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    Asian Diaspora

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    Asian Diaspora Asian diaspora, or the personal and cultural implications of leaving one's homeland, is a central and reaccuring theme for Asian American writers. Diaspora is Greek for "the scattering of seeds" (http://en.wikipedia.org/wiki/Diaspora), and its ancient denotation has taken figurative meaning today as a feeling of seperation and detachment. In both Fae Myenne Ng's Bone and Chitra Banerjee Divakaruni's Leaving Yuba City, a thematic thread of "scattered parts", outsiderness, and otherness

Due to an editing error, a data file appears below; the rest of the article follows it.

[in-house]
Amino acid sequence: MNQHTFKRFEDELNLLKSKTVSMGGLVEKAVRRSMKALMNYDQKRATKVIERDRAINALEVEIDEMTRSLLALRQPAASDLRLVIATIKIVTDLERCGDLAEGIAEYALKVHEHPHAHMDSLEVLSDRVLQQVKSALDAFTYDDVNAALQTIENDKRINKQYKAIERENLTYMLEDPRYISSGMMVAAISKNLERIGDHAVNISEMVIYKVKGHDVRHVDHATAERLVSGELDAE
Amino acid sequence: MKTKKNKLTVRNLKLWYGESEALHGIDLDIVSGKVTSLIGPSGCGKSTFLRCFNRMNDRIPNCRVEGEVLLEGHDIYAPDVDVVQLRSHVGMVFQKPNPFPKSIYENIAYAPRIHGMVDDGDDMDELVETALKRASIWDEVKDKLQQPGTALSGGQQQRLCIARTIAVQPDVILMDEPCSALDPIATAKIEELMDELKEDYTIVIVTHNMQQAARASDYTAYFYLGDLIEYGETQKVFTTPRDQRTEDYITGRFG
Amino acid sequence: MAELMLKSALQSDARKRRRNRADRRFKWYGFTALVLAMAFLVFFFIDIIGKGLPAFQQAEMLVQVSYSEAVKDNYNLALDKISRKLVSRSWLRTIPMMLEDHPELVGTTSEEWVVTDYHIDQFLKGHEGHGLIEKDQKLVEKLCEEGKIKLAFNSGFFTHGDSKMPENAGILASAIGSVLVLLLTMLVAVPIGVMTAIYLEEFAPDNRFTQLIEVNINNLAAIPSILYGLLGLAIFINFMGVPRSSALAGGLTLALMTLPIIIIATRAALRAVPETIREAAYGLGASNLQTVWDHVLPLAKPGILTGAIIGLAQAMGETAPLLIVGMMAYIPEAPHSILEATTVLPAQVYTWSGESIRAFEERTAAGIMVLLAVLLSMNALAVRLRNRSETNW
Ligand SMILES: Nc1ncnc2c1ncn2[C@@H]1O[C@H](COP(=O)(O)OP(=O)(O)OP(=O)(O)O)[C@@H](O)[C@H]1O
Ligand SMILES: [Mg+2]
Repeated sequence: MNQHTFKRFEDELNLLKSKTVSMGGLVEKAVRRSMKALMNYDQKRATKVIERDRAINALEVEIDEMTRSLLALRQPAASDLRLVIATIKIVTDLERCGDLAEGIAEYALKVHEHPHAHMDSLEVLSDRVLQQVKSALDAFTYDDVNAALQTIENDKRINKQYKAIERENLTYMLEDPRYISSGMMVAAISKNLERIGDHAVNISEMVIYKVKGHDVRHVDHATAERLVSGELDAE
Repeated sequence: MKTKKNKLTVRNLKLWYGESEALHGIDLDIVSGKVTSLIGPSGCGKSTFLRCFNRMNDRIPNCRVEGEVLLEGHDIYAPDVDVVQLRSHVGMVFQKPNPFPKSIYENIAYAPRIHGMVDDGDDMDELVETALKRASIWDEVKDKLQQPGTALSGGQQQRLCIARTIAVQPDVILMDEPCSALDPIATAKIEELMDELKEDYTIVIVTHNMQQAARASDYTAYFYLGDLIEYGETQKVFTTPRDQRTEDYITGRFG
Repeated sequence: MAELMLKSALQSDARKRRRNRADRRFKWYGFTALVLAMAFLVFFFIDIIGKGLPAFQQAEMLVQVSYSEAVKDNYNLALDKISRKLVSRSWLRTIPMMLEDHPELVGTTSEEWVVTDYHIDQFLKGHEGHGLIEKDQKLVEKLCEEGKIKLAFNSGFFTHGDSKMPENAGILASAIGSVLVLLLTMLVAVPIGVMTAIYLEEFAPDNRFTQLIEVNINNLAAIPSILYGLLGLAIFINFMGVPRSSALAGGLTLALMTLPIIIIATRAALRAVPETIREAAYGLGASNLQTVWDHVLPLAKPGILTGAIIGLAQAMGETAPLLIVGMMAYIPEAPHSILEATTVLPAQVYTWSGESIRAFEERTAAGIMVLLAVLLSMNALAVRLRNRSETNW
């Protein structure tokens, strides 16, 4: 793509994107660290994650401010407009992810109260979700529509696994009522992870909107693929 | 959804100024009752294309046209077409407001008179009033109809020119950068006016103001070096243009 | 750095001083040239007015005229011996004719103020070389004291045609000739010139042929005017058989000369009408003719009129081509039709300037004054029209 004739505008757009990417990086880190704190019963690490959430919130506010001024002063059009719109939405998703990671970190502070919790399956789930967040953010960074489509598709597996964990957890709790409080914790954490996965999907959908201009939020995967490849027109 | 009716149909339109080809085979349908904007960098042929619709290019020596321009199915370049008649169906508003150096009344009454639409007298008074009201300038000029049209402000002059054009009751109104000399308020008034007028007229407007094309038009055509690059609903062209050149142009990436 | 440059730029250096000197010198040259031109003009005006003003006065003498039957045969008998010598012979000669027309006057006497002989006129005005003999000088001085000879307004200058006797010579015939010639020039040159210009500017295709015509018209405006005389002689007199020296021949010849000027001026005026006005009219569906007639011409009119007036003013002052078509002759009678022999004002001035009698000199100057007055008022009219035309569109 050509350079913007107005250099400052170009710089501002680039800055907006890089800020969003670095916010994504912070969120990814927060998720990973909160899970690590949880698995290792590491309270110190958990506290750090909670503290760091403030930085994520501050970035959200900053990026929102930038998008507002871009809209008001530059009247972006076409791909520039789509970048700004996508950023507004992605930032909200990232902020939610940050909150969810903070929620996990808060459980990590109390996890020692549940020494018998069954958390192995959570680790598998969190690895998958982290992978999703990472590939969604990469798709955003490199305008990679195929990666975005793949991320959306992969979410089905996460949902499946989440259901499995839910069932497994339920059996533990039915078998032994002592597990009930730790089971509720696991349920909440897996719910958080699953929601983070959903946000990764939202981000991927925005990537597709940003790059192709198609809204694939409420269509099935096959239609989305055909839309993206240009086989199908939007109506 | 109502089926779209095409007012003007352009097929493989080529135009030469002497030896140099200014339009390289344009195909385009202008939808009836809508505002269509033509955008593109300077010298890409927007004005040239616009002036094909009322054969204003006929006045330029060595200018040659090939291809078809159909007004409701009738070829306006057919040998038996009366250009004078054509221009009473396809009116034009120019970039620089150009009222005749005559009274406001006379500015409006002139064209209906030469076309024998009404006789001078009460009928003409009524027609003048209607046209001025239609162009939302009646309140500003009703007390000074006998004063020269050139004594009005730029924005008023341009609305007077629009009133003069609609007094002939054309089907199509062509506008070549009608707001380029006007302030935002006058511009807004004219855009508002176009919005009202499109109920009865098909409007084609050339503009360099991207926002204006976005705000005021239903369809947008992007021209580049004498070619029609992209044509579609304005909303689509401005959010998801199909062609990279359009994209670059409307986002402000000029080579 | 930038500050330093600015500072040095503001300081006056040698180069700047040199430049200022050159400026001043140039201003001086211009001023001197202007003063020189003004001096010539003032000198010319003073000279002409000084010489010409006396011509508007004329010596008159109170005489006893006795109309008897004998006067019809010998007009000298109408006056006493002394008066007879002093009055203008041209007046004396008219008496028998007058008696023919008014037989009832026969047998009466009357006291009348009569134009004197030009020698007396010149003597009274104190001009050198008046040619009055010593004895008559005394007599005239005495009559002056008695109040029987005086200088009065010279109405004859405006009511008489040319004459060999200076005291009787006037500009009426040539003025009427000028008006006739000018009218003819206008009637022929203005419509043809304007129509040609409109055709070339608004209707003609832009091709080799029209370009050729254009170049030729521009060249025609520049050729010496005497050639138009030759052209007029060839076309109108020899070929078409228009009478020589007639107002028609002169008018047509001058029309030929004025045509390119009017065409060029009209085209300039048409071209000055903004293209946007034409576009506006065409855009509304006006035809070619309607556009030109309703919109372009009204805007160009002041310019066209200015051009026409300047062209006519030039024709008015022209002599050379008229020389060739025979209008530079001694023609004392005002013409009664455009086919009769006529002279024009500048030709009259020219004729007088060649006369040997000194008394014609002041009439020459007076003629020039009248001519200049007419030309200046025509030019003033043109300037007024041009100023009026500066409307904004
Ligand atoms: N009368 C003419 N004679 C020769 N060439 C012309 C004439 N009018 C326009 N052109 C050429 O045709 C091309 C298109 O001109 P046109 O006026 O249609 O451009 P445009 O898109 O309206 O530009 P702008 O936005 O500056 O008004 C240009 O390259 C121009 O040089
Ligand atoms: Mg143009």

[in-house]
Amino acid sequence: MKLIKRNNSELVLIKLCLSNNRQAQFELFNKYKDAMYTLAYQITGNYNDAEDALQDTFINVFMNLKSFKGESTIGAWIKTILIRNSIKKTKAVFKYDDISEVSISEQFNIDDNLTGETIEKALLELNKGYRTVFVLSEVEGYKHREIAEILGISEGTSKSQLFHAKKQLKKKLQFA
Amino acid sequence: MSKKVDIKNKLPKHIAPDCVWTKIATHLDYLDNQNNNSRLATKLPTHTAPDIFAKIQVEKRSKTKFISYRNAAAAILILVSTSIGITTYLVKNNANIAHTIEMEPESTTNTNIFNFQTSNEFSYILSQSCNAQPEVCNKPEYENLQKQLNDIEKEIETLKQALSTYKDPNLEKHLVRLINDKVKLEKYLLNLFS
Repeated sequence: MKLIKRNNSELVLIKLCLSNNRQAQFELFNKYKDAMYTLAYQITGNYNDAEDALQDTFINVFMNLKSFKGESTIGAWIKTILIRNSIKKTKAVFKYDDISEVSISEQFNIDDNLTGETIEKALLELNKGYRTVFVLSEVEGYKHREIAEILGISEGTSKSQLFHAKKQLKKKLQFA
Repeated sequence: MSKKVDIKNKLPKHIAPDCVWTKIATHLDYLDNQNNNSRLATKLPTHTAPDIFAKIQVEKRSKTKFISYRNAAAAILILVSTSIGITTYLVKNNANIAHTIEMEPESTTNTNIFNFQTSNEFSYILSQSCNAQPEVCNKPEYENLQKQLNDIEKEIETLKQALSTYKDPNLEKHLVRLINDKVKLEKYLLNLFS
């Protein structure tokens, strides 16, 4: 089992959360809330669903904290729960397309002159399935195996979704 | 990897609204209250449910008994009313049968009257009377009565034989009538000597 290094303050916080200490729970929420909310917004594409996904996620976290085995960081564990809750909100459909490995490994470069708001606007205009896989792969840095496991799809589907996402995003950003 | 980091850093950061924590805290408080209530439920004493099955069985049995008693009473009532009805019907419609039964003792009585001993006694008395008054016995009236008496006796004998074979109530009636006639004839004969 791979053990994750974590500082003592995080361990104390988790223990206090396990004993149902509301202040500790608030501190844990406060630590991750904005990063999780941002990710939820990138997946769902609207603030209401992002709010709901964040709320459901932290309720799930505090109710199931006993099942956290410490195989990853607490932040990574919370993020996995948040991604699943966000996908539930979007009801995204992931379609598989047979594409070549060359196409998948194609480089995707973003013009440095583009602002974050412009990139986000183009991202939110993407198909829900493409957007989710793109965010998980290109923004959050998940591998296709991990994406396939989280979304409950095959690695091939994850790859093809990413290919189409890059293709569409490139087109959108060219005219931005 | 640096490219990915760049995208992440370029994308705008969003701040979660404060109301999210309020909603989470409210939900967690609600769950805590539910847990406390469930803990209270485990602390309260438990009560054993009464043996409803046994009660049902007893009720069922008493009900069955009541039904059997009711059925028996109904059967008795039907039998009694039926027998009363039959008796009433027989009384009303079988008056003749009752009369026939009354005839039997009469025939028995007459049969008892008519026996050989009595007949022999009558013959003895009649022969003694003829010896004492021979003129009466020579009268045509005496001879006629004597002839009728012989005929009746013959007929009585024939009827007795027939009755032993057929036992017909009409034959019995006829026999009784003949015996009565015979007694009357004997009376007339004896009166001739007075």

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    The Hebrew Diaspora

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    persecute, exile, and threaten the existence of the Hebrew community. The Diaspora was definitely not a single event taking place over the course of one night, it was rather a series of dispersals by varying groups of people continuing up to the present time. The Diaspora resulted in the spread of the Hebrew population along with their culture and beliefs, which ultimately strengthened the Hebrew community. The Hebrew Diaspora was a forced movement of Hebrews as a direct result of racial prejudice

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    African Diaspora